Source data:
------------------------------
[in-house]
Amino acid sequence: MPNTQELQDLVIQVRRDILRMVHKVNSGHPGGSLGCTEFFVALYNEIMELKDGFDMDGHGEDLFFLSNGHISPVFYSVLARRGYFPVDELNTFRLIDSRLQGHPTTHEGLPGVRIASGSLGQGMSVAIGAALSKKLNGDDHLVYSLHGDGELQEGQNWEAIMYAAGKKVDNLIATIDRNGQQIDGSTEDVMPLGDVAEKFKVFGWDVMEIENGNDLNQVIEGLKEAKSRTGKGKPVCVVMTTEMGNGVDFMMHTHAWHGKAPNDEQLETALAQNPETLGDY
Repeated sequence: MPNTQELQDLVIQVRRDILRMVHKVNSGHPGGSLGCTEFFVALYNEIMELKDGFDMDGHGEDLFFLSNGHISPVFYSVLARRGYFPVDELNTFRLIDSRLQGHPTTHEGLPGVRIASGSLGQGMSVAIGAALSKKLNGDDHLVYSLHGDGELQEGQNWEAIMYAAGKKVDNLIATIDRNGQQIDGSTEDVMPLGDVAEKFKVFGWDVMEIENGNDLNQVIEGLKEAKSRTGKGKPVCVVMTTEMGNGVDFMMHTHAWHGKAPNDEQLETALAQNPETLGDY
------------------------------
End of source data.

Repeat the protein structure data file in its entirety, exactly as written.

[in-house]
Amino acid sequence: MPNTQELQDLVIQVRRDILRMVHKVNSGHPGGSLGCTEFFVALYNEIMELKDGFDMDGHGEDLFFLSNGHISPVFYSVLARRGYFPVDELNTFRLIDSRLQGHPTTHEGLPGVRIASGSLGQGMSVAIGAALSKKLNGDDHLVYSLHGDGELQEGQNWEAIMYAAGKKVDNLIATIDRNGQQIDGSTEDVMPLGDVAEKFKVFGWDVMEIENGNDLNQVIEGLKEAKSRTGKGKPVCVVMTTEMGNGVDFMMHTHAWHGKAPNDEQLETALAQNPETLGDY
Repeated sequence: MPNTQELQDLVIQVRRDILRMVHKVNSGHPGGSLGCTEFFVALYNEIMELKDGFDMDGHGEDLFFLSNGHISPVFYSVLARRGYFPVDELNTFRLIDSRLQGHPTTHEGLPGVRIASGSLGQGMSVAIGAALSKKLNGDDHLVYSLHGDGELQEGQNWEAIMYAAGKKVDNLIATIDRNGQQIDGSTEDVMPLGDVAEKFKVFGWDVMEIENGNDLNQVIEGLKEAKSRTGKGKPVCVVMTTEMGNGVDFMMHTHAWHGKAPNDEQLETALAQNPETLGDY